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Wetland systems

Wetlands are usually divided into broad systems based on their general characteristics which is useful for managing wetlands with different functional needs. The wetlands have been further classified according to a range of criteria, including the type of ecological system (riverine, estuarine etc.), climate, soils and other attributes.

More information and detail on the definitions is included in the Wetland Mapping and Classification Methodology

Nobbler Creek South Cape Hillsborough, Photo by Nick Cuff

Quick facts

Undara Lava Tubes
in far north Queensland is a groundwater dependent cave system formed by lava. These cave systems can fill with water during floods and hold water during dry times[1].
Plants
often use groundwater that we can't see. This vegetation is part of a groundwater dependent ecosystem.

Wetland on-line education modules

A series of on-line education modules, including What is a wetland?, has been prepared as a resource for people who want to learn more about wetlands.

Users can download and use the contents of this education module to meet their learning and training needs. This information should be used in conjunction with information found on this website.

This resource outlines the key principles of a wetland defination and should not be used for statutory purpose.

Mangrove, Photo by Cathy Ellis

Estuarine wetlands are those with oceanic water sometimes diluted with freshwater run-off from the land.

Cape Bedford Photo, Photo by Nick Cuff

Marine wetlands include the area of ocean from the coastline or estuary, extending to the jurisdictional limits of Queensland waters (3 nautical mile limit). This definition differs from that in Ramsar, as it includes waters deeper than 6m below the lowest astronomical tide.

Chinchilla Weir, Photo by Cathy Ellis

Lacustrine wetlands are large, open, water-dominated systems (for example, lakes) larger than 8ha. This definition also applies to modified systems (for example, dams), which are similar to lacustrine systems (for example, deep, standing or slow-moving waters).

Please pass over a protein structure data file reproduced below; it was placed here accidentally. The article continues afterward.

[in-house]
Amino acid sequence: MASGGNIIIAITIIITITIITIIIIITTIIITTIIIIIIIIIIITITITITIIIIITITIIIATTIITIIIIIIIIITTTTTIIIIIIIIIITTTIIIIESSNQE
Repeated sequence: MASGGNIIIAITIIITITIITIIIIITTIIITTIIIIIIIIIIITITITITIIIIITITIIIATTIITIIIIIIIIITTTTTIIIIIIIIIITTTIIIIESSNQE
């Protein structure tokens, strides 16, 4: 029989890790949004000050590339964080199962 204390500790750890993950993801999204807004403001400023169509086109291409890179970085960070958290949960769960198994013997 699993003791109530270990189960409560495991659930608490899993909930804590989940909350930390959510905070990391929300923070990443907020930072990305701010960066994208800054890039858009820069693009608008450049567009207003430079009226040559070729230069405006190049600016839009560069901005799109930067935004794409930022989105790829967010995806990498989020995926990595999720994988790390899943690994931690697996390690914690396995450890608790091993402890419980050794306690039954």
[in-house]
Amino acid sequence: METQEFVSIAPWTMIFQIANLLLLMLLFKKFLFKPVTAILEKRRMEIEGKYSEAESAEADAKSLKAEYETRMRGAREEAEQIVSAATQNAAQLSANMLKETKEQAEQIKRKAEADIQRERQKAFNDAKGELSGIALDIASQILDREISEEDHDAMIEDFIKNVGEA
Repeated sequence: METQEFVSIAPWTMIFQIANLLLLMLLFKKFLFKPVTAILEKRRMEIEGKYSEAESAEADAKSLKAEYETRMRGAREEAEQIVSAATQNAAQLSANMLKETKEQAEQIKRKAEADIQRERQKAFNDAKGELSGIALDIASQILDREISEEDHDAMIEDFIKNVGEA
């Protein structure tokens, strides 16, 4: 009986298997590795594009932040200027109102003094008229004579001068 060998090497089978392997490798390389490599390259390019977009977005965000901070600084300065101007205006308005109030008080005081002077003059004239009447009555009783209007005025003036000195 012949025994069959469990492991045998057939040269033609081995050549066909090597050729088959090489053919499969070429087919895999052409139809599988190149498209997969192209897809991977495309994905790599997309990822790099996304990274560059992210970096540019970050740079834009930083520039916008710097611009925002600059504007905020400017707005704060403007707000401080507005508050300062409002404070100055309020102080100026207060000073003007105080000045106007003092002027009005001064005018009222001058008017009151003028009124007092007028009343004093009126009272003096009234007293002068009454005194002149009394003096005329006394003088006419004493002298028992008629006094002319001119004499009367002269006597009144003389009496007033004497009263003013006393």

100 Mile Swamp, Photo by Cathy Ellis

Palustrine wetlands are primarily vegetated non-channel environments of less than 8 hectares. They include billabongs, swamps, bogs, springs, soaks etc, and have more than 30% emergent vegetation.

Einasleigh River, Photo by Cathy Ellis

Riverine wetlands are all wetlands and deepwater habitats within a channel. The channels are naturally or artificially created, periodically or continuously contain moving water, or connecting two bodies of standing water.

Photo by Moya Tomlinson

Subterranean wetlands are wetlands occurring below the surface of the ground and that are fed by groundwater i.e. caves and aquifers. These wetlands provide water to groundwater dependent ecosystems.

Einasleigh River, Photo by Cathy Ellis

Riverine wetlands are all wetlands and deepwater habitats within a channel. The channels are naturally or artificially created, periodically or continuously contain moving water, or connecting two bodies of standing water.

Chinchilla Weir, Photo by Cathy Ellis

Lacustrine wetlands are large, open, water-dominated systems (for example, lakes) larger than 8ha. This definition also applies to modified systems (for example, dams), which are similar to lacustrine systems (for example, deep, standing or slow-moving waters).

100 Mile Swamp, Photo by Cathy Ellis

Palustrine wetlands are primarily vegetated non-channel environments of less than 8 hectares. They include billabongs, swamps, bogs, springs, soaks etc, and have more than 30% emergent vegetation.

Cape Bedford Photo, Photo by Nick Cuff

Marine wetlands include the area of ocean from the coastline or estuary, extending to the jurisdictional limits of Queensland waters (3 nautical mile limit). This definition differs from that in Ramsar, as it includes waters deeper than 6m below the lowest astronomical tide.

Mangrove, Photo by Cathy Ellis

Estuarine wetlands are those with oceanic water sometimes diluted with freshwater run-off from the land.

Photo by Moya Tomlinson

Subterranean wetlands are wetlands occurring below the surface of the ground and that are fed by groundwater i.e. caves and aquifers. These wetlands provide water to groundwater dependent ecosystems.


References

  1. ^ Nielsen, D, Brock, M, Rees, G & Baldwin, D 2003, 'Effects of increasing salinity on freshwater ecosystems in Australia', Australian Journal of Botany, vol. 51, p. 655.

Last updated: 12 May 2015

This page should be cited as:

Wetland systems, WetlandInfo, Department of Environment and Heritage Protection, Queensland, viewed 30 October 2017, <https://wetlandinfo.ehp.qld.gov.au/wetlands/what-are-wetlands/definitions-classification/system-definitions.html>.

Queensland Government
WetlandInfo   —   Department of Environment and Heritage Protection